Urban images in art: Gustave Caillebotte
|Entrance to the Caillebotte show, Saturday 10/3/15|
Yet Caillebotte's own attitude to the scene is marked by ambivalence, which becomes clear upon viewing five other Paris street scenes he painted during the same time period, between 1876 and 1880. He depicts a new Paris, produced in large part by Baron Georges-Eugene Haussman, a local official during the reign of Emperor Napoleon III. Haussman's public works program assaulted the medieval city with brio, smashing old structures and widening streets. He was Robert Moses a century before Moses would remake New York City, except that the technology of Haussman's day prevented him from building expressways. Whatever the value of cleaning up the "dirty, crowded and unhealthy" old city (Rice, quoted in "Haussman," cited below), it also removed places of meeting... which may have been Napoleon III's idea to begin with.
Caillebotte's Paris paintings show people who are disconnected from each other, walking wide streets by buildings large and unfriendly enough to draw the ire of a 19th century James Howard Kunstler. (Come to think of it, Kunstler's favored word for this kind of design, "despotic," is precisely what Napoleon III was.) The city is not human-scaled, and the people are alienated.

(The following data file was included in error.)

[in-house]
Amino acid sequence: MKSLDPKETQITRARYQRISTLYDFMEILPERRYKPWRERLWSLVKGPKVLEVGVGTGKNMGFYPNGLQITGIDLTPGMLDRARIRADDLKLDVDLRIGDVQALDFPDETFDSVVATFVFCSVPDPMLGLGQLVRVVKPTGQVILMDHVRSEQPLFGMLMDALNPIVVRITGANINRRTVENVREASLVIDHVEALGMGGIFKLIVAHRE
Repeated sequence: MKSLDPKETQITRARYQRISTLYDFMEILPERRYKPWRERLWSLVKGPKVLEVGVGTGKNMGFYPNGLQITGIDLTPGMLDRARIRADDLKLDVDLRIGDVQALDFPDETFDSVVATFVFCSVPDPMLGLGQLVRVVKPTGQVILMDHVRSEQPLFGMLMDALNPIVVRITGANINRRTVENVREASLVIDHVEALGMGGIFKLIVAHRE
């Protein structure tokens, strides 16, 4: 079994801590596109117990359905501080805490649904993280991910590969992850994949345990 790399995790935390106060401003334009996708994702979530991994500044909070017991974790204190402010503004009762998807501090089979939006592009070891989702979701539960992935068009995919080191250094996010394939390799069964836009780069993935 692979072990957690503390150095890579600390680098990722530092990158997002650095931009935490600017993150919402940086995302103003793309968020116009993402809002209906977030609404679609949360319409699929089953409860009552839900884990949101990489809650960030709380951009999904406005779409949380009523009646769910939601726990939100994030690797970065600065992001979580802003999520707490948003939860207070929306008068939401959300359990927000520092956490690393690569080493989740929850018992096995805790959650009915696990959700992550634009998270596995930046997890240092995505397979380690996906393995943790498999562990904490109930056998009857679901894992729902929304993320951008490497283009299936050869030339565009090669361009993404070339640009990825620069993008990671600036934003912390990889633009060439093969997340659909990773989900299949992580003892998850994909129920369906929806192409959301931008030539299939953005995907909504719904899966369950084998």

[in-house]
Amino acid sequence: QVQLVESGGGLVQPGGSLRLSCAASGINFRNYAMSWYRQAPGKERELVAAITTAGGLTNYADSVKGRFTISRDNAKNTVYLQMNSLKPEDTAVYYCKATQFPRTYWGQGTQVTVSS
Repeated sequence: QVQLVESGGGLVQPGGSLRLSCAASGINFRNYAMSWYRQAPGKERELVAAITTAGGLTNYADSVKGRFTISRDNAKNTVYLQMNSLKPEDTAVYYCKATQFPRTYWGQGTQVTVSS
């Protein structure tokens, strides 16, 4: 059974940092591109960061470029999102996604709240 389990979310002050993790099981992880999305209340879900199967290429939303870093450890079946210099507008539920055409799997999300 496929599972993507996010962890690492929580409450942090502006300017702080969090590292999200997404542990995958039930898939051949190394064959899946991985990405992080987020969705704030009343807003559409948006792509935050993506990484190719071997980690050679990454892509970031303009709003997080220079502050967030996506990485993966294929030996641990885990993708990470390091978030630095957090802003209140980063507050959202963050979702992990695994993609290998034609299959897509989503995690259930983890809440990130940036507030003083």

|"The Rue Halevy Seen from a Balcony," from wikigallery.org|
Caillebotte's ambivalence is underscored by his suburban and rural landscapes included in the exhibition. (See, for example, "The Bridge over the Seine at Argenteuil," painted in 1885.) There is still no socializing, but the colors are brighter and the skies clearer. Thanks to the commentary accompanying the exhibit, I can also tell you his brushstrokes were bolder.
The Paris we know and love today evolved out of Haussman's overhaul. Somehow over time urbanism and complexity reasserted itself. Maybe in an America beset by suburban sprawl our frame of reference is different, too.
SEE ALSO: "Physical Design Issues Illustrated" (on Hale Woodruff), 15 April 2013
Holland Carter, "Painting Paris in a New, Natural Light," New York Times, 10 July 2015, C17 & 19
"Haussman and New Paris," https://www.mtholyoke.edu/courses/rschwart/hist255-s01/mapping-paris/Haussmann.html
Mary Morton and George Shackleford, Gustave Caillebotte: The Painter's Eye (Chicago, 2015)
|Muddy but sociable: "The Halt at the Inn" by Isack van Ostade, c. 1645|
National Gallery of Art